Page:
Some highlights: the biggest decrease in speed is reported to be 44.15%, with other ISP’s reporting speed cuts in various tests of 36.45% and 27.2%. A range of results came in at 0-10%, with some others reporting small increases on some tests (where a proxy to deliver some data was used.) But even those reporting increases of speeds in some tests also reported decreases in others, for example participant 9 reported a small increase in streaming speeds, but a 10% decline in web page speeds.

While you can concede that the average decreased speeds aren’t as bad as some may have feared, to suggest that the results were negligible is grossly disingenuous; Wikipedia defines the word as referring “to the quantities so small that they can be ignored (neglected) when studying the larger effect.”

Circumvention, and a ban on Proxies?

The report also details the circumvention of blocked sites. It notes in its summary that “A technically competent user could, if they wished, circumvent the filtering technology.” The stats: on the ACMA blacklist, circumvention was blocked at a range of a pathetic 8.1% to a high of only 16.2%. The broader list (with the tests of the broader filter being opt-in by basically those wanting to block stuff from their kiddies to begin with) saw results from 37.8% to 94.5%.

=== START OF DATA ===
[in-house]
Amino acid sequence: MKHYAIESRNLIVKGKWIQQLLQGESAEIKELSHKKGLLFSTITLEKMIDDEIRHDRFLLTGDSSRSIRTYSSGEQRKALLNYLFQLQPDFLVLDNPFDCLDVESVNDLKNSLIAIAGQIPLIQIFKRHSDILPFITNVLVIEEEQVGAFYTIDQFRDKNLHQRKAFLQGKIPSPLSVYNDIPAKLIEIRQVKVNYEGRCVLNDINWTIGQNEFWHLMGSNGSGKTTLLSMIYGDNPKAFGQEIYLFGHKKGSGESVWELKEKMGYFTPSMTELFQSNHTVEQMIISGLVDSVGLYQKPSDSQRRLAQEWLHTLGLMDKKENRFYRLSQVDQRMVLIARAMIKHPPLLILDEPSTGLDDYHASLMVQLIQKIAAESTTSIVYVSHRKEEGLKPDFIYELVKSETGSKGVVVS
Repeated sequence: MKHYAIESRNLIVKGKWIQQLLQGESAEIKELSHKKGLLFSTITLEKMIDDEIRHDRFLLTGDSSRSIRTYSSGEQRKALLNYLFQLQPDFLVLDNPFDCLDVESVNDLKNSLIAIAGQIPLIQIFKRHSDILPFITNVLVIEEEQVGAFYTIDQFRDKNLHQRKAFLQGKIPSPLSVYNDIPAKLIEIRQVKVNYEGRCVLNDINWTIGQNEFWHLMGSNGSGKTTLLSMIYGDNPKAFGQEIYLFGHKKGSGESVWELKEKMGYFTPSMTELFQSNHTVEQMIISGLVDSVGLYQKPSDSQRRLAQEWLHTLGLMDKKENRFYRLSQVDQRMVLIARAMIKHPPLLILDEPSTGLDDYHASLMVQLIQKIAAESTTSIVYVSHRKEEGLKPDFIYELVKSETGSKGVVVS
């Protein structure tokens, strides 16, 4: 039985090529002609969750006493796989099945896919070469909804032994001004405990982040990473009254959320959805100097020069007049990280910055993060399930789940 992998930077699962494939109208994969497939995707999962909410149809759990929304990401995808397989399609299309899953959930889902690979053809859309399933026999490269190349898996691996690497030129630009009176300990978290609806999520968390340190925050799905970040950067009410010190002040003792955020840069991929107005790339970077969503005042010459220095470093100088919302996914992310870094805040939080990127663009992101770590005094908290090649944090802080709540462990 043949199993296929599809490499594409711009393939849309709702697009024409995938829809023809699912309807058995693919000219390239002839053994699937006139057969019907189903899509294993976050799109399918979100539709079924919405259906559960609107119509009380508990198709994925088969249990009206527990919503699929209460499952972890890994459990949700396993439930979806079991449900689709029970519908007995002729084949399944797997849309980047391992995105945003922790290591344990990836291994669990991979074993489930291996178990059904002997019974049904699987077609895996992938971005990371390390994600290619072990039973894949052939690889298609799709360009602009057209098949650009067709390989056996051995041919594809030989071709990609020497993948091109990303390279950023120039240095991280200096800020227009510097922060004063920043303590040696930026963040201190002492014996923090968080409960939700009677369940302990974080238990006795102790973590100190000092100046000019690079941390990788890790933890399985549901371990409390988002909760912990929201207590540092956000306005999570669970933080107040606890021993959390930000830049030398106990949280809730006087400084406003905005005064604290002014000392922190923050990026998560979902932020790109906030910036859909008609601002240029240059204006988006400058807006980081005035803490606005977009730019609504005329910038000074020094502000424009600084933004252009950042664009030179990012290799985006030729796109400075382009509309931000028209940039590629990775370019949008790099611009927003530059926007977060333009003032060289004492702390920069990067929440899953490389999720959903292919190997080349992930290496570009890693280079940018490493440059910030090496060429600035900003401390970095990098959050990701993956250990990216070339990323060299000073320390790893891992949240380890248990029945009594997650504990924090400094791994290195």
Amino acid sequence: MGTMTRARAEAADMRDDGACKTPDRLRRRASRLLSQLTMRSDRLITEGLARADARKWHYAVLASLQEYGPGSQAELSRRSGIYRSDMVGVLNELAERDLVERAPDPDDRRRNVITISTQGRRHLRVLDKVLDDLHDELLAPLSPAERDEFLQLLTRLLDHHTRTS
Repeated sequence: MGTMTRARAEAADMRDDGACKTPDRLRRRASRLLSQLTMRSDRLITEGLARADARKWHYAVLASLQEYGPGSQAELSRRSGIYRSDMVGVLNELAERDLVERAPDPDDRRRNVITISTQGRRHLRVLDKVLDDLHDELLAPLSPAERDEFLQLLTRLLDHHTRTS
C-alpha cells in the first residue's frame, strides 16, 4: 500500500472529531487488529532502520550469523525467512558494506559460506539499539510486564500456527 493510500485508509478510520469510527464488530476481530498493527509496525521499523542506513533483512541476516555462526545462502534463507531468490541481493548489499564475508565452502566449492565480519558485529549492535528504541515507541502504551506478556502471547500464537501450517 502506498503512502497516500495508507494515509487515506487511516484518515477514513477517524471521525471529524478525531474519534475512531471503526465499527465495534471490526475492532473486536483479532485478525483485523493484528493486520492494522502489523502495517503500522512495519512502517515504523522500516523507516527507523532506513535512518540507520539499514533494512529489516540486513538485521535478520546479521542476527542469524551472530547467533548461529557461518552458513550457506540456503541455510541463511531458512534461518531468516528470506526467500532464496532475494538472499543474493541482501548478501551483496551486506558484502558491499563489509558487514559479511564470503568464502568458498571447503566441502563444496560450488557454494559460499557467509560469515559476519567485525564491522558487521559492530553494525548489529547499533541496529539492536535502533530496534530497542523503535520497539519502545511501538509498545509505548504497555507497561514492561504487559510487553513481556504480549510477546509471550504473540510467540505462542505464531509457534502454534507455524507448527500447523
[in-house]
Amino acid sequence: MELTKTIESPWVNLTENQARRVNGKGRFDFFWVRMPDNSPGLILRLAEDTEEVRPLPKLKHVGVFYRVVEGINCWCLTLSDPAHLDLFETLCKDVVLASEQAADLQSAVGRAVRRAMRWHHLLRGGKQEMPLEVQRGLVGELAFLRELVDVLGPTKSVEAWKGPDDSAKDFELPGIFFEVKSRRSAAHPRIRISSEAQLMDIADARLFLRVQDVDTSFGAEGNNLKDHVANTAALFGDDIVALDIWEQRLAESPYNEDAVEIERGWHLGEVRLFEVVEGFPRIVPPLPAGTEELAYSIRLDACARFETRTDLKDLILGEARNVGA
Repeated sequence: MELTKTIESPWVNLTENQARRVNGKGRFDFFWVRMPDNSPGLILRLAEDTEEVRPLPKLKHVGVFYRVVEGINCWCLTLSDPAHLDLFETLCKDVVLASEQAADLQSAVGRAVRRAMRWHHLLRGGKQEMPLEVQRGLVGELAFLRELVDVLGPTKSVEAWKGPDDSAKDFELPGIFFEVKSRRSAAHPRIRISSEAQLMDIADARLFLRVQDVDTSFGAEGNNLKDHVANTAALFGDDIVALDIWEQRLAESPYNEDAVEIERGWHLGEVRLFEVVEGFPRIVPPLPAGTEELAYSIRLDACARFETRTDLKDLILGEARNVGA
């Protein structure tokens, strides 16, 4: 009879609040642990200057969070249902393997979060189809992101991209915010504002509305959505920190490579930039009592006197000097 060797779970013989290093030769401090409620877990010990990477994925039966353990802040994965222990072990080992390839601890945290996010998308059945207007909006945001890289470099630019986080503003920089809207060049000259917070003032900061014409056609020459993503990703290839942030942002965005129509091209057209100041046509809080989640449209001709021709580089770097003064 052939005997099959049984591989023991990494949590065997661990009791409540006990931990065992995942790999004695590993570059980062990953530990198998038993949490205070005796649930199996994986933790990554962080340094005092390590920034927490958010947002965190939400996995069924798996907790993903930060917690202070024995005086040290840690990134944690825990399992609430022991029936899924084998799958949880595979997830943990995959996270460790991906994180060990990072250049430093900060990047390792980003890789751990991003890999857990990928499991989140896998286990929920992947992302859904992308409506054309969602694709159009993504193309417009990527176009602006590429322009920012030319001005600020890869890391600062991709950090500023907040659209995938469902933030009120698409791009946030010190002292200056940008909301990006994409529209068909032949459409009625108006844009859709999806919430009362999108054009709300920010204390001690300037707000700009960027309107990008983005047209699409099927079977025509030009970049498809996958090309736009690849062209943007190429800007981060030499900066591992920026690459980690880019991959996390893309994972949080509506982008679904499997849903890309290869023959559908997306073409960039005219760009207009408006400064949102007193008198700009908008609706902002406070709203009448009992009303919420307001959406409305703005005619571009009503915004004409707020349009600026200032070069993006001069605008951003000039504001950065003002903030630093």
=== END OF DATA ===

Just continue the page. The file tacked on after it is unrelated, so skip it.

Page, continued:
The note there is that it’s the stuff on the blacklist (in theory currently, and the expanded version) which is what the Government really wants to block (dentists with kiddie porn or something like that.) That the best result of circumvention blocking was 16.2% on the hard stuff really highlights what a sad and pathetic joke the filter is; those who want to look at this stuff will still be able to and the filter isn’t going to stop them, and that’s before we consider that the report notes that they can’t block IM or P2P.

But the other strange assumption in the report is that circumvention is only in the domain of a “technically competent user,” a suggestion that implies that it is somehow difficult to use a proxy to bypass the filter. The problem is that it’s not. I ran proxies a few years back for a brief time, and the most popular site accessed via my proxies (this is before Facebook got big) was MySpace: proxies are popularly used by non-technical people to bypass work and school filters, often by kiddies, and you don’t need to be a genius to use one; type proxy into Google, or visit a directory site like